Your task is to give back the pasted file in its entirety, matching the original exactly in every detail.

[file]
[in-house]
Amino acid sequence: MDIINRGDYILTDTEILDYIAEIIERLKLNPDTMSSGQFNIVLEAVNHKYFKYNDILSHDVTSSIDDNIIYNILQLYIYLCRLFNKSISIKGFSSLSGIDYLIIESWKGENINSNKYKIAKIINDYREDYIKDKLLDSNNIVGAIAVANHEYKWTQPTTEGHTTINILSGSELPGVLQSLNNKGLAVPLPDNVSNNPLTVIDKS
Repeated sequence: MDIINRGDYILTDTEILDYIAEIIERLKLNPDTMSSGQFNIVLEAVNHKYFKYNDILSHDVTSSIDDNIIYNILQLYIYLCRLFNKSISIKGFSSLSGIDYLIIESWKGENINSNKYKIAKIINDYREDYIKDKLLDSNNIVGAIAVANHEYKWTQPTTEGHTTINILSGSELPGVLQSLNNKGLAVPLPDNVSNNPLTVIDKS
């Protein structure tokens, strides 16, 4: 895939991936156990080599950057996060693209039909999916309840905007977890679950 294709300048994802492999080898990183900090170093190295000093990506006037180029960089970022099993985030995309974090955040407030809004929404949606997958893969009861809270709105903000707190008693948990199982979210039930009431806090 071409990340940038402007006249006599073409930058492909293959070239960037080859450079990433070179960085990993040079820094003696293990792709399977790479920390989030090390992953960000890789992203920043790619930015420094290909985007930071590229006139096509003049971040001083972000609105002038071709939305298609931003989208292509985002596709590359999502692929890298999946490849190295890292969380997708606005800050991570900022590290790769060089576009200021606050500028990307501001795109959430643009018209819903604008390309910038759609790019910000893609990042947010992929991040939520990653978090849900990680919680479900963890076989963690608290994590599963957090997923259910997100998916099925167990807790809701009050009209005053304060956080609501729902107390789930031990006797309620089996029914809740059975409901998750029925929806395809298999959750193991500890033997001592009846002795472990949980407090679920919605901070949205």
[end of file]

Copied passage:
[in-house]
Amino acid sequence: MDIINRGDYILTDTEILDYIAEIIERLKLNPDTMSSGQFNIVLEAVNHKYFKYNDILSHDVTSSIDDNIIYNILQLYIYLCRLFNKSISIKGFSSLSGIDYLIIESWKGENINSNKYKIAKIINDYREDYIKDKLLDSNNIVGAIAVANHEYKWTQPTTEGHTTINILSGSELPGVLQSLNNKGLAVPLPDNVSNNPLTVIDKS
Repeated sequence: MDIINRGDYILTDTEILDYIAEIIERLKLNPDTMSSGQFNIVLEAVNHKYFKYNDILSHDVTSSIDDNIIYNILQLYIYLCRLFNKSISIKGFSSLSGIDYLIIESWKGENINSNKYKIAKIINDYREDYIKDKLLDSNNIVGAIAVANHEYKWTQPTTEGHTTINILSGSELPGVLQSLNNKGLAVPLPDNVSNNPLTVIDKS
């Protein structure tokens, strides 16, 4: 895939991936156990080599950057996060693209039909999916309840905007977890679950 294709300048994802492999080898990183900090170093190295000093990506006037180029960089970022099993985030995309974090955040407030809004929404949606997958893969009861809270709105903000707190008693948990199982979210039930009431806090 071409990340940038402007006249006599073409930058492909293959070239960037080859450079990433070179960085990993040079820094003696293990792709399977790479920390989030090390992953960000890789992203920043790619930015420094290909985007930071590229006139096509003049971040001083972000609105002038071709939305298609931003989208292509985002596709590359999502692929890298999946490849190295890292969380997708606005800050991570900022590290790769060089576009200021606050500028990307501001795109959430643009018209819903604008390309910038759609790019910000893609990042947010992929991040939520990653978090849900990680919680479900963890076989963690608290994590599963957090997923259910997100998916099925167990807790809701009050009209005053304060956080609501729902107390789930031990006797309620089996029914809740059975409901998750029925929806395809298999959750193991500890033997001592009846002795472990949980407090679920919605901070949205």